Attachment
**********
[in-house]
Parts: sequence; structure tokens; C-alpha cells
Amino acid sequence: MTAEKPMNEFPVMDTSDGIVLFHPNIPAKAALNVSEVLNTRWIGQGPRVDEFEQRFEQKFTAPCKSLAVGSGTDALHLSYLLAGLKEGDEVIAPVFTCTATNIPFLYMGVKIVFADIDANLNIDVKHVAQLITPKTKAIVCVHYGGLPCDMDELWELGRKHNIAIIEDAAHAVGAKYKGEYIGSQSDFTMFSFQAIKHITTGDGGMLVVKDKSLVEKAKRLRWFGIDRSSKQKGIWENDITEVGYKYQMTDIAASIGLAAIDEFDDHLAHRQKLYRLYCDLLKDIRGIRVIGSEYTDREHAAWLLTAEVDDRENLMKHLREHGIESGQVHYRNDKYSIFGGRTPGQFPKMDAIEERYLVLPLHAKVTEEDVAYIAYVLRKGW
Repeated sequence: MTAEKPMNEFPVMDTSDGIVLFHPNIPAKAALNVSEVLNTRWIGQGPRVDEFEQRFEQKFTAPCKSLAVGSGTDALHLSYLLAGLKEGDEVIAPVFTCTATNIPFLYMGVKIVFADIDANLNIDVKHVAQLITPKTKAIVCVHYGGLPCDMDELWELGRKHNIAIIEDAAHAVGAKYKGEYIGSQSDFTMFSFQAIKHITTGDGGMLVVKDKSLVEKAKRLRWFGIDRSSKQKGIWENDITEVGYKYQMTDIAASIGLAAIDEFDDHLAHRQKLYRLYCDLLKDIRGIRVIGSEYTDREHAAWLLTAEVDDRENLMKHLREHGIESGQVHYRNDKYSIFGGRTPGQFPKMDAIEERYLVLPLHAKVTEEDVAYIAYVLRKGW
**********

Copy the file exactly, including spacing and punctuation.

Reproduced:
[in-house]
Parts: sequence; structure tokens; C-alpha cells
Amino acid sequence: MTAEKPMNEFPVMDTSDGIVLFHPNIPAKAALNVSEVLNTRWIGQGPRVDEFEQRFEQKFTAPCKSLAVGSGTDALHLSYLLAGLKEGDEVIAPVFTCTATNIPFLYMGVKIVFADIDANLNIDVKHVAQLITPKTKAIVCVHYGGLPCDMDELWELGRKHNIAIIEDAAHAVGAKYKGEYIGSQSDFTMFSFQAIKHITTGDGGMLVVKDKSLVEKAKRLRWFGIDRSSKQKGIWENDITEVGYKYQMTDIAASIGLAAIDEFDDHLAHRQKLYRLYCDLLKDIRGIRVIGSEYTDREHAAWLLTAEVDDRENLMKHLREHGIESGQVHYRNDKYSIFGGRTPGQFPKMDAIEERYLVLPLHAKVTEEDVAYIAYVLRKGW
Repeated sequence: MTAEKPMNEFPVMDTSDGIVLFHPNIPAKAALNVSEVLNTRWIGQGPRVDEFEQRFEQKFTAPCKSLAVGSGTDALHLSYLLAGLKEGDEVIAPVFTCTATNIPFLYMGVKIVFADIDANLNIDVKHVAQLITPKTKAIVCVHYGGLPCDMDELWELGRKHNIAIIEDAAHAVGAKYKGEYIGSQSDFTMFSFQAIKHITTGDGGMLVVKDKSLVEKAKRLRWFGIDRSSKQKGIWENDITEVGYKYQMTDIAASIGLAAIDEFDDHLAHRQKLYRLYCDLLKDIRGIRVIGSEYTDREHAAWLLTAEVDDRENLMKHLREHGIESGQVHYRNDKYSIFGGRTPGQFPKMDAIEERYLVLPLHAKVTEEDVAYIAYVLRKGW